This post will seem more exciting and symbolic if you listen to this song while you read it. It's "Blood Of The Lamb," by Lucius. Couldn't your life use more exciting symbolism?
Updates On God originally began as a series of posts on my old, now defunct sports blog (now it's for STORIES!) that noted everytime an athlete talked about God. But why limit it just to athletes? God moves in mysterious ways, after all, and not just in athletic circles.
And nothing is more mysterious than
A group was seen last week gathered outside St. John's Cathedral in Fresno, Calif. They prayed under a Crape Myrtle tree and asked for miracles, according to NBC's WPTV. The tree has been spurting a liquid that some believe to be the tears of God. One woman even claimed that when "Glory be to God in Jesus' name" is said, more of the substance comes out.
God did once appear as a burning bush, so why not a spurting tree? Probably because He doesn't want to get aphid excrement all over him. An arborist who examined the tree says that aphids, rather than an omniscient being, are causing the 'miracle'. I'll let him explain, because as a scientist he knows how to say "poop" without saying "poop":
"The aphids will suck the sap," arborist Jon Reelhorn explained to WPTV, "the sap goes through the aphid and then it is a honey dew excrement from the aphid and it gets so heavy in the summertime that it will drip down."
He makes it sound almost nice! Reelhorn says another tree across the street is also dripping -- probably in a desperate bid for attention, the way your little sister would say "I drew a horse, too!" when your mom put your picture up on the 'fridge. Trees: they're just like us!
One priest managed to put a halfway decent spin on this, saying it's probably not a miracle but it's still a reminder of how great God is:
"Incidents like these -- weeping statues, paintings, trees or other objects -- happen more frequently than some might imagine," Father James Martin, Jesuit priest and editor-at-large at America magazine, told The Huffington Post in an emailed statement Monday. "Usually the phenomena are easily explained by science. But occasionally the causes remain inexplicable. I'm a firm believer in miracles, but I also believe that God can speak to us through natural means, as a way of reminding us of God's presence. Sometimes God gives us a little nudge -- explicable or inexplicable -- as if to say, 'I'm here.'"As proof of miracles and God's existence, I think aphids ranks rather low on the list. I mean, have you tried a "Cronut?"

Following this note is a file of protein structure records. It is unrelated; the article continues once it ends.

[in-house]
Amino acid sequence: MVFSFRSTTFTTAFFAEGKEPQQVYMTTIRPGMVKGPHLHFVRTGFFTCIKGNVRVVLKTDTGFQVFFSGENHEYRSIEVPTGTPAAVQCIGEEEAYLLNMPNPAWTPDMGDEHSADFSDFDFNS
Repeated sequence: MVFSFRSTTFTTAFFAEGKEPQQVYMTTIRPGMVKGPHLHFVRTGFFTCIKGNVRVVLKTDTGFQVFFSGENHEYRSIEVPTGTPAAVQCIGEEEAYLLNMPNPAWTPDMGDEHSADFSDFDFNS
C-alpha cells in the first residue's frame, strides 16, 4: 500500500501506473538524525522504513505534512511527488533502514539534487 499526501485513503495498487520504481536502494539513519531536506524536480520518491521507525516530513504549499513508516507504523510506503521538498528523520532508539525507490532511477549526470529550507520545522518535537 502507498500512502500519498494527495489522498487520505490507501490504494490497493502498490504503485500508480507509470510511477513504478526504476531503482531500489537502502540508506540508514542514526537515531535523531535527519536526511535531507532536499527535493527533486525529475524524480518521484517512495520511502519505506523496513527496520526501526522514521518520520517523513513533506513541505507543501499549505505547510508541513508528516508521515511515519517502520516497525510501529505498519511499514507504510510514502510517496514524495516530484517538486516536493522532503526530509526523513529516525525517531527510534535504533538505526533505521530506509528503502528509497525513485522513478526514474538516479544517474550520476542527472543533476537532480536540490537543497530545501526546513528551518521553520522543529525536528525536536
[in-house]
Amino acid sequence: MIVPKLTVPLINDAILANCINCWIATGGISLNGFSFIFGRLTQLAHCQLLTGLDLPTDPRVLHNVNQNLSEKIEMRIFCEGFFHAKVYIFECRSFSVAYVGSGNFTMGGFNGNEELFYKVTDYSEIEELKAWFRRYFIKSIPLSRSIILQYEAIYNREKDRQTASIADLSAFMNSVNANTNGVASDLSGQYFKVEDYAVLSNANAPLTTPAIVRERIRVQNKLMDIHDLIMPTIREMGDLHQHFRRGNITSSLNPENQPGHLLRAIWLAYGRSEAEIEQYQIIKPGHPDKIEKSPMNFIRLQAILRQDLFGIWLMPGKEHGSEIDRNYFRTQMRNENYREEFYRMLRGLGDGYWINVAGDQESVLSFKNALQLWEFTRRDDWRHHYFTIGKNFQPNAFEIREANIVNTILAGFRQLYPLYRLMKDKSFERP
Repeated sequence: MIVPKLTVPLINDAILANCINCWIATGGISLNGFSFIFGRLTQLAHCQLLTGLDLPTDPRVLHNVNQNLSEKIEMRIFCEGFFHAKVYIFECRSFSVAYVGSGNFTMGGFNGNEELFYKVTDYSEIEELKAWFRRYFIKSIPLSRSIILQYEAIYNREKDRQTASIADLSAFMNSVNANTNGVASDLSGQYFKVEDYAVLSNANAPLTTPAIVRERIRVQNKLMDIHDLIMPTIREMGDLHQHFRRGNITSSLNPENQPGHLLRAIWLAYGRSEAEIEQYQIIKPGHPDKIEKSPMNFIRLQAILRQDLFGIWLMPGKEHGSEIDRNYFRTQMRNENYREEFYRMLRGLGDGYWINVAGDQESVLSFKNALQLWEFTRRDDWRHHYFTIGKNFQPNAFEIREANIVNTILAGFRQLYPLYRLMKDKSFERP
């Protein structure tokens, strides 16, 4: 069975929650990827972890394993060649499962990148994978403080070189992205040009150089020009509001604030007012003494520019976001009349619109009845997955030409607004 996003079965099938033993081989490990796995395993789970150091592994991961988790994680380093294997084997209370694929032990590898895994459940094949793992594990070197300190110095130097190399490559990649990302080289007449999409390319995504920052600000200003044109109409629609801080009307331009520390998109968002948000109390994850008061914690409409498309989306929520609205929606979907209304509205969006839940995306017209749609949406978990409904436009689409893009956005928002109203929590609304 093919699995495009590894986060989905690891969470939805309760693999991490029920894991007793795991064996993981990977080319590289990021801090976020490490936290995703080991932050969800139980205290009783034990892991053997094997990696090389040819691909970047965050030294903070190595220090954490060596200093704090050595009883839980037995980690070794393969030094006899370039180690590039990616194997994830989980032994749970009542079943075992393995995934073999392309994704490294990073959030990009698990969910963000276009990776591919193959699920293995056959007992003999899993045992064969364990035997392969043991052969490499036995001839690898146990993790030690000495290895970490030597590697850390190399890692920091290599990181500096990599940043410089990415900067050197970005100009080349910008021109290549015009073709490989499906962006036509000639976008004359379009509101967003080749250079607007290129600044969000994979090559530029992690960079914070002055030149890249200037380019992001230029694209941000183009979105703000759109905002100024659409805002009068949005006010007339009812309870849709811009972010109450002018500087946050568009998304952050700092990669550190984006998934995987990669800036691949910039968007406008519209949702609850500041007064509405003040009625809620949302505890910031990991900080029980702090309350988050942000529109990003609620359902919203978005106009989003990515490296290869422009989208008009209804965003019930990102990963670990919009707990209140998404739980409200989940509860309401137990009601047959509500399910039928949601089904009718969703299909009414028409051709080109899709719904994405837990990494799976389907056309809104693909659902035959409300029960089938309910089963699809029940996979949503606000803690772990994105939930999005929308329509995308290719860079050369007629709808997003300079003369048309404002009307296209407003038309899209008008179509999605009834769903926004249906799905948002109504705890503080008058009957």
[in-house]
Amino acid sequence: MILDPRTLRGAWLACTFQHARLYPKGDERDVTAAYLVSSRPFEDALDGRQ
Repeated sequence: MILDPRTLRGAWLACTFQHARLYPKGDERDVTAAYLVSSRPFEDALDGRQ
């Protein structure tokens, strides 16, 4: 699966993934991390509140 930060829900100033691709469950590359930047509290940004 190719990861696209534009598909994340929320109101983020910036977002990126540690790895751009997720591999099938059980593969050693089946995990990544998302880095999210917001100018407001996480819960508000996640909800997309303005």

No, I haven't either, but I heard people in New York are going nuts over them the way they went nuts over cupcakes a few years ago, which is great for New Yorkers, who get the thrill of constantly seeing 57 new tiny shops spring up on their block to cater to their latest whim, only to have those people's dreams crushed horribly six months later when the fad passes. Which is fair, because whose dream is it to open a cupcakery? Not mine. I wanted to be an oceanographer. About which, I really dodged a bullet there, what with the controversy over that megalodon thing on Discovery.
Father Martin's sage words were heeded by the crowd, which promptly stopped worshipping a tree and instead went out to do good works and otherwise celebrate God through living their life in an upright, holy way.
HA, no, wouldn't that be great if they did? But they didn't. They're still there, praying to the tree.
The only thing sadder than a woman believing that her best hope for a cure for her illness is praying to a tree full of bugs?
Rosemarie Navarro, a parishioner at a Fresno, California Catholic Church says, "I said my prayer and asked the Lord to give me a miracle cause I'm really, really sick."
The fact that, given America's health care system, she's probably right.
UPDATE: About an hour after I posted this, I realized I missed a golden opportunity to say that New Yorkers were going cronuts over the latest treat. Please go back and re-read this post and assume that I said that. I will feel better about life if you do.